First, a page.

Rare Rides Icons: Lamborghini's Front-Engine Grand Touring Coupes (Part VII)

Corey Lewis
by Corey Lewis

When we last left Lamborghini’s front-engine coupe timeline, Ferruccio Lamborghini found himself about out of time to designate a replacement for the 400GT 2+2. Touring’s Flying Star II two-seat shooting brake was radical and possessed neither the restrained GT styling Mr. Lamborghini desired, nor the full four-place capacity. The company turned to Bertone and design legend Marcelo Gandini, who proposed the four-seat Marzal. 


The Marzal’s design was as radical as the Flying Star if not more, and had gullwing doors and an interior filled with silver textile. After it debuted Ferruccio remarked how the Marzal was just a fun design exercise and was not intended to be a production car. Whether that statement was actually true remains unclear, but seems unlikely given the events that occurred post-Marzal. Lamborghini needed a real production design, and fast.


To that end, Ferruccio decided to take a more in-house approach to its GT coupe project. He wasn’t having any luck with external designers and had been through three firms including the Neri & Bonacini 400GT Monza. To fix the issue, he’d bring design talent into the office and would work with the designer and Lamborghini’s engineers in a group project.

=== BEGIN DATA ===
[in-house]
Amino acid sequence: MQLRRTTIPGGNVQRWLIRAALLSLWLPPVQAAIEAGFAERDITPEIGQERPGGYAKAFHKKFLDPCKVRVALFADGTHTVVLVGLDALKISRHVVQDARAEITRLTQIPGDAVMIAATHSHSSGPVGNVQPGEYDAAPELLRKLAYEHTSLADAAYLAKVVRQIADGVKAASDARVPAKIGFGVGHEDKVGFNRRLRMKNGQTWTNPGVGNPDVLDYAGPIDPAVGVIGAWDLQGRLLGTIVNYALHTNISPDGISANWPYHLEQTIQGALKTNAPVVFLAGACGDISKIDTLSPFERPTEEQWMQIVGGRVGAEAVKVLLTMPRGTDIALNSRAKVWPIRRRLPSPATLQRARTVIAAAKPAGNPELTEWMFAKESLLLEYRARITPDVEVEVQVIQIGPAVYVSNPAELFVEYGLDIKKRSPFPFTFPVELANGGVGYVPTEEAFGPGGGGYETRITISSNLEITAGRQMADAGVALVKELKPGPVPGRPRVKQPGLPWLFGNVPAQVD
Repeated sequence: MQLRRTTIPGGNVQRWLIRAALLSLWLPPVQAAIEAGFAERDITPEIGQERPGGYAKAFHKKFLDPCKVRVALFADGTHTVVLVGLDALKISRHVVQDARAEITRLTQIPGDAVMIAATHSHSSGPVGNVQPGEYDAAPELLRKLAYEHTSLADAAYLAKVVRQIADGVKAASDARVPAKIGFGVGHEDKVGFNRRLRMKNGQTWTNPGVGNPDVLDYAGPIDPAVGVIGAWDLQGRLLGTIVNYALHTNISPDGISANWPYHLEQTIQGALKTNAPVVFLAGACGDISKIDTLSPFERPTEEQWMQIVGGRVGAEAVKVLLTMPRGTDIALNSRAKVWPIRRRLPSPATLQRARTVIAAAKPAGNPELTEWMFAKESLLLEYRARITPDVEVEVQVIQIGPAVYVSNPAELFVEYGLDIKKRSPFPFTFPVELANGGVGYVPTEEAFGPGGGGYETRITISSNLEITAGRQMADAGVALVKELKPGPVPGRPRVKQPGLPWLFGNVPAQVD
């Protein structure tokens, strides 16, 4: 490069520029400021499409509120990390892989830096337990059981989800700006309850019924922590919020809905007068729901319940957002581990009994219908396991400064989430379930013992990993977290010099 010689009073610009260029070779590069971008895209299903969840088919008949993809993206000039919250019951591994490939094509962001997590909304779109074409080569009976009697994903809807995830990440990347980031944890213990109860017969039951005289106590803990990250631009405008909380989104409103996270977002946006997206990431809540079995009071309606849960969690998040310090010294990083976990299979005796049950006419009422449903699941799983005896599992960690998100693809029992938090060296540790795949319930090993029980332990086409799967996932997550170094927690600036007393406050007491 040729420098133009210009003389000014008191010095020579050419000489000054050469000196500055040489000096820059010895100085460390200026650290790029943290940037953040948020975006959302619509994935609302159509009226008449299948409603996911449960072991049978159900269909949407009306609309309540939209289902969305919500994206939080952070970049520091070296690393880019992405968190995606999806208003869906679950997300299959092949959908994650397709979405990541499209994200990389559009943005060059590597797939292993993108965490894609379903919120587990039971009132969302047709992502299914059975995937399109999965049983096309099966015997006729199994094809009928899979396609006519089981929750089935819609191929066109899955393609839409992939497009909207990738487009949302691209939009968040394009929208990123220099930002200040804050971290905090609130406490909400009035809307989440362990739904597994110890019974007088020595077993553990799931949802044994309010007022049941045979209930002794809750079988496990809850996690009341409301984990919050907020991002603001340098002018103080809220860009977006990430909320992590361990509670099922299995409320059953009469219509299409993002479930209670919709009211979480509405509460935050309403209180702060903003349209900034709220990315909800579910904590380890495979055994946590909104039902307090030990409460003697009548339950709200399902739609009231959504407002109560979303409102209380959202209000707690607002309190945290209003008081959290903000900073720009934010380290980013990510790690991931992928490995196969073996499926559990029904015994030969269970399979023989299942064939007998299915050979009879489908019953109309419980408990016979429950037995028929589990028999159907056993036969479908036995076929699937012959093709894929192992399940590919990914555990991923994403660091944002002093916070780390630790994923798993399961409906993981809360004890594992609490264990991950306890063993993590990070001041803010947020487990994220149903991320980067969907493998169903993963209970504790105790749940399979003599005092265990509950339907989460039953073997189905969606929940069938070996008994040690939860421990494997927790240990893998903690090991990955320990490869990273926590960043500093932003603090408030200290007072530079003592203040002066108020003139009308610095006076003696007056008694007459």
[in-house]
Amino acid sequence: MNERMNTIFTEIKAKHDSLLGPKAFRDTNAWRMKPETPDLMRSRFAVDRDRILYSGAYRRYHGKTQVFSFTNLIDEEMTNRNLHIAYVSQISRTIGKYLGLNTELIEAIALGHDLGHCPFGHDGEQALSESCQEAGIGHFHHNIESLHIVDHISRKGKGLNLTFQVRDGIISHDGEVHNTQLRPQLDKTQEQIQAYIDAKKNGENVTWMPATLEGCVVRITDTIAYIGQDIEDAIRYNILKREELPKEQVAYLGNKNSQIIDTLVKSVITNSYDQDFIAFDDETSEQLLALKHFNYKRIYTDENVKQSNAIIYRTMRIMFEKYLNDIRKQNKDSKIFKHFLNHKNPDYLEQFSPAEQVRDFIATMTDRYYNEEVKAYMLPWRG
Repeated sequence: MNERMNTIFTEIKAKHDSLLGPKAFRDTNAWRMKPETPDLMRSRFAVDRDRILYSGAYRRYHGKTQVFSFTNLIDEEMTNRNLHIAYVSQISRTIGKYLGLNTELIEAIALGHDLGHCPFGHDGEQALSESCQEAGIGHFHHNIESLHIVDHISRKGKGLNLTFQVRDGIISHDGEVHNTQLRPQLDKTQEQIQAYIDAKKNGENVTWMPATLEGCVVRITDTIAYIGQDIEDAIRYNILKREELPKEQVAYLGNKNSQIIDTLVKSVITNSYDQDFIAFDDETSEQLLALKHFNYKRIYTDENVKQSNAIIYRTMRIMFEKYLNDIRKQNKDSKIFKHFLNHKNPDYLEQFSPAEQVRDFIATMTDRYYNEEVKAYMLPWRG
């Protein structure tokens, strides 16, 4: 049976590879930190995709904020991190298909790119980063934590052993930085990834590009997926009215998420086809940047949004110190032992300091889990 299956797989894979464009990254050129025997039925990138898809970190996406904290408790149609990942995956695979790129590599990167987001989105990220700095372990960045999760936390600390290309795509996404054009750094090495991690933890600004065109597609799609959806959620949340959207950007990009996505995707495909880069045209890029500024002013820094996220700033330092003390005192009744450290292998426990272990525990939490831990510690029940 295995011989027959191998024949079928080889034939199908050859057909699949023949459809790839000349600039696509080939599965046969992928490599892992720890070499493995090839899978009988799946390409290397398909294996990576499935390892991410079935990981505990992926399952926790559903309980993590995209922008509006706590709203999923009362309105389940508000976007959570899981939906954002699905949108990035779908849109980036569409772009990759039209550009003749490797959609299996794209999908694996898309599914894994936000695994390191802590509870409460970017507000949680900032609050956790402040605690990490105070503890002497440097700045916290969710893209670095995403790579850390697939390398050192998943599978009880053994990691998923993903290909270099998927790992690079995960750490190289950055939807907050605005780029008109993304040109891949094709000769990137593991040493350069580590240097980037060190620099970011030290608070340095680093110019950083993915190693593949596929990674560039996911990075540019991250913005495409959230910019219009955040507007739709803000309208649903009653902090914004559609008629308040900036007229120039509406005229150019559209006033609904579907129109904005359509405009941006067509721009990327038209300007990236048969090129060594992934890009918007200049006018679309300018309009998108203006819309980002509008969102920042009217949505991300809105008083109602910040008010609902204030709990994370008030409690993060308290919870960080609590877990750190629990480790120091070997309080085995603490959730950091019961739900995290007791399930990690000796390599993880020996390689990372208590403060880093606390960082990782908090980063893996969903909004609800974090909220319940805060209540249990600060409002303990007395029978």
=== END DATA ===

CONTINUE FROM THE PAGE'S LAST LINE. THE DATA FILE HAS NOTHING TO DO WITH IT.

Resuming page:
As mentioned previously, Lamborghini’s rejection of the Flying Star II was a death kiss for Carrozzeria Touring, which closed its doors shortly thereafter. But Ferruccio did not wipe Touring’s design skill from his mind entirely: When he went looking for a designer to hire and bring to Lamborghini’s HQ, Mario Marazzi was near the top of his list. Marazzi was a Bertone employee but had worked for Touring in the recent past. Given Touring was a bust, Marazzi took initiative and started his own firm, Carrozzeria Marazzi (1967-2019). 


Founded in Milan with Carlo Marazzi as its CEO, the firm also employed Carlo’s two sons, Serafino and Mario. The rest of the staff roster was filled with the talented people who formerly worked at Touring. Lamborghini hired Marazzi, and the small company embarked on a design project with direct CEO and engineer input. 


Mister Lamborghini had learned his lesson about designers with autonomy, first with the 350GTZ that couldn’t fit the company’s V12 under its hood, then from the Flying Star II and Marzal that were too wild to produce. History reports that with the fourth coupe design, Ferruccio dictated his exacting requirements to Marazzi at the Lamborghini offices and oversaw the entire project directly. 

Work started on the new Lamborghini almost immediately after Marazzi founded his new company, and continued on through early 1968. What the staff at Marazzi realized in short order was that Mr. Lamborghini wanted a sort of evolution of the extant 400GT, rather than an all-new design. To that end, the underlying formula changed very little between the two cars.


One thing that did change was the company’s coupe naming scheme. At the conclusion of the 400GT, Lamborghini stepped away from model naming that started with a number. Lamborghinis from 1968 to the present day wear various names or adjectives, with a singular exception in the LM002 SUV. The new grand tourer would be called Islero, the name of a fighting bull that killed the matador Manolete in 1947.